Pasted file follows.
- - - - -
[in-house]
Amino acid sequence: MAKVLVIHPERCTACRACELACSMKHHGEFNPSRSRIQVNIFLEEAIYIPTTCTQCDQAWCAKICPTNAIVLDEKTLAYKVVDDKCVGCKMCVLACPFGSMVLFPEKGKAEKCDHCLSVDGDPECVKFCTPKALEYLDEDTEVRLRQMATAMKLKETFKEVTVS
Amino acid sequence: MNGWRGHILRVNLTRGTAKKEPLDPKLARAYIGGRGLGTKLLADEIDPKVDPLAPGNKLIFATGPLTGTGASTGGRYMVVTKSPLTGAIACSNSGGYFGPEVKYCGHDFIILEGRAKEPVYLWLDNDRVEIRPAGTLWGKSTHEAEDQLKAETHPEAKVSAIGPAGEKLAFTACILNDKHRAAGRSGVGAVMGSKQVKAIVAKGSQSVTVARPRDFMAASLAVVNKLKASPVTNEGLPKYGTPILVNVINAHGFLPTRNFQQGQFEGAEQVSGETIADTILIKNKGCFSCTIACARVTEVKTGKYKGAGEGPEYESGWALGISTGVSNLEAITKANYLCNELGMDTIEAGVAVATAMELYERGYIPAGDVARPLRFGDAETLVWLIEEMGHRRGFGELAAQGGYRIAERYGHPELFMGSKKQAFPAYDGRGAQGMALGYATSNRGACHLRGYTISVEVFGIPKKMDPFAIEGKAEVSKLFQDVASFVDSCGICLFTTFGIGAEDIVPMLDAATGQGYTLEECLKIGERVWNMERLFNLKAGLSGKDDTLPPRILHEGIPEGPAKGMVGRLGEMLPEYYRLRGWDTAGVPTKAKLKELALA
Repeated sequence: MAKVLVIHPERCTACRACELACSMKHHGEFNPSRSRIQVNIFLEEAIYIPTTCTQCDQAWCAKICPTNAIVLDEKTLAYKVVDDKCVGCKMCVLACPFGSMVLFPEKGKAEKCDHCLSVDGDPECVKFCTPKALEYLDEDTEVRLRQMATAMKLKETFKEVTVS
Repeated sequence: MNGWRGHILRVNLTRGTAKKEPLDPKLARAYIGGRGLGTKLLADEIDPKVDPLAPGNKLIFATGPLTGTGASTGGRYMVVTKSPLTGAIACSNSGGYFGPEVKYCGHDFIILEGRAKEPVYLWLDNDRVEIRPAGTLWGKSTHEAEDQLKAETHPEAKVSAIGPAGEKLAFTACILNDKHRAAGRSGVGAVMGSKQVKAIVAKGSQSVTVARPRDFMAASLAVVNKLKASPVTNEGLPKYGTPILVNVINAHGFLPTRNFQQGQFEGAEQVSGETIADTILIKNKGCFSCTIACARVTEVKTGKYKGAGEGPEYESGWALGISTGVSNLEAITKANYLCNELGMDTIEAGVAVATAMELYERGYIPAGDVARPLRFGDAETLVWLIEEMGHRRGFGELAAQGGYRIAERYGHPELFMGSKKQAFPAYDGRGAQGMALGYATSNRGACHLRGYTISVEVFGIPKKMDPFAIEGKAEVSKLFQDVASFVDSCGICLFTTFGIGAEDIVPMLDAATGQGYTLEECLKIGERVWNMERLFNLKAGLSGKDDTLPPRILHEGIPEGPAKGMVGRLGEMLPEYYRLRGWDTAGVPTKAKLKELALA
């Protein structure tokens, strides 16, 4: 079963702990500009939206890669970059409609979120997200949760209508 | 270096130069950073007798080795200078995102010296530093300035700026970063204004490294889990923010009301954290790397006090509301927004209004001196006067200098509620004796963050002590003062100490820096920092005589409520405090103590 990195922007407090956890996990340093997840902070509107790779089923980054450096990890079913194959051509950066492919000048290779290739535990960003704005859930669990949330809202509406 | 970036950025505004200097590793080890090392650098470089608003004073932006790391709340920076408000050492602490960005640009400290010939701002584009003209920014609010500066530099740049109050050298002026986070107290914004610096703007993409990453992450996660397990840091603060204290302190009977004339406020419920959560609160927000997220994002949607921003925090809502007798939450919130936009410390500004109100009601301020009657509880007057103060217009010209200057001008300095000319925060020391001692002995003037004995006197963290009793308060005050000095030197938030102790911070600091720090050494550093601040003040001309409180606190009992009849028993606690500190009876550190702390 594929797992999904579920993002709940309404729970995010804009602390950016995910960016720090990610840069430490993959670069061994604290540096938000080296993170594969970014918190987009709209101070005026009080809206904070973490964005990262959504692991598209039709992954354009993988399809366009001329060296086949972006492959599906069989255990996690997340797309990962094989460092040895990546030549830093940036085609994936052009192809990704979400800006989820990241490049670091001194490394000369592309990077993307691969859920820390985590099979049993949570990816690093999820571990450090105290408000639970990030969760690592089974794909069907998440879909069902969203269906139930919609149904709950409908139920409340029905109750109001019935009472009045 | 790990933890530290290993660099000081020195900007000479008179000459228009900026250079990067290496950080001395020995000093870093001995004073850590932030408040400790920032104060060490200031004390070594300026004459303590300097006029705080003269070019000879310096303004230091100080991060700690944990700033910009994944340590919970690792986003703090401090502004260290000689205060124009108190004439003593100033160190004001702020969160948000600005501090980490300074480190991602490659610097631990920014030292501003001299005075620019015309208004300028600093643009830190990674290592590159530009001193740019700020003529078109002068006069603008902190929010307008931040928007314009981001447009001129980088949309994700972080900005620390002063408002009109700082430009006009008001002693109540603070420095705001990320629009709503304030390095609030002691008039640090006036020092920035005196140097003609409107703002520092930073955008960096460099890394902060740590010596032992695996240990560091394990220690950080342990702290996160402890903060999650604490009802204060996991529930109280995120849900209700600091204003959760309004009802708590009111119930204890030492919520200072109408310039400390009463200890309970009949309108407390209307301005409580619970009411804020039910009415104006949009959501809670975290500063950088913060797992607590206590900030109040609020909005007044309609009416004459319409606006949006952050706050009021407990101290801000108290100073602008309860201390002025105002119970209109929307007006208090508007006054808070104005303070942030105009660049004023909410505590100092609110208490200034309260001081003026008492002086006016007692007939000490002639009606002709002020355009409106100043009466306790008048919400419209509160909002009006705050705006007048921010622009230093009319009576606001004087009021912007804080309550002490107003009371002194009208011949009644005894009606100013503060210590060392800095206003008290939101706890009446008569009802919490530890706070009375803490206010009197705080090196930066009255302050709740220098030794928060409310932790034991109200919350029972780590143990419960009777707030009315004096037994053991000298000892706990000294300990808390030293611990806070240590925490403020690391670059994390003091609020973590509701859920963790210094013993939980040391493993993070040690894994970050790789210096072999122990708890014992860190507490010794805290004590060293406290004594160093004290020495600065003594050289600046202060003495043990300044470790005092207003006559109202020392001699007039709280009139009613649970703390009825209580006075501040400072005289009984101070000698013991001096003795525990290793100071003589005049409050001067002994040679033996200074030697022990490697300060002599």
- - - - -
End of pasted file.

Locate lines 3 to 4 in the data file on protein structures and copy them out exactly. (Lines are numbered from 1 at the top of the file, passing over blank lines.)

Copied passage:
Amino acid sequence: MNGWRGHILRVNLTRGTAKKEPLDPKLARAYIGGRGLGTKLLADEIDPKVDPLAPGNKLIFATGPLTGTGASTGGRYMVVTKSPLTGAIACSNSGGYFGPEVKYCGHDFIILEGRAKEPVYLWLDNDRVEIRPAGTLWGKSTHEAEDQLKAETHPEAKVSAIGPAGEKLAFTACILNDKHRAAGRSGVGAVMGSKQVKAIVAKGSQSVTVARPRDFMAASLAVVNKLKASPVTNEGLPKYGTPILVNVINAHGFLPTRNFQQGQFEGAEQVSGETIADTILIKNKGCFSCTIACARVTEVKTGKYKGAGEGPEYESGWALGISTGVSNLEAITKANYLCNELGMDTIEAGVAVATAMELYERGYIPAGDVARPLRFGDAETLVWLIEEMGHRRGFGELAAQGGYRIAERYGHPELFMGSKKQAFPAYDGRGAQGMALGYATSNRGACHLRGYTISVEVFGIPKKMDPFAIEGKAEVSKLFQDVASFVDSCGICLFTTFGIGAEDIVPMLDAATGQGYTLEECLKIGERVWNMERLFNLKAGLSGKDDTLPPRILHEGIPEGPAKGMVGRLGEMLPEYYRLRGWDTAGVPTKAKLKELALA
Repeated sequence: MAKVLVIHPERCTACRACELACSMKHHGEFNPSRSRIQVNIFLEEAIYIPTTCTQCDQAWCAKICPTNAIVLDEKTLAYKVVDDKCVGCKMCVLACPFGSMVLFPEKGKAEKCDHCLSVDGDPECVKFCTPKALEYLDEDTEVRLRQMATAMKLKETFKEVTVS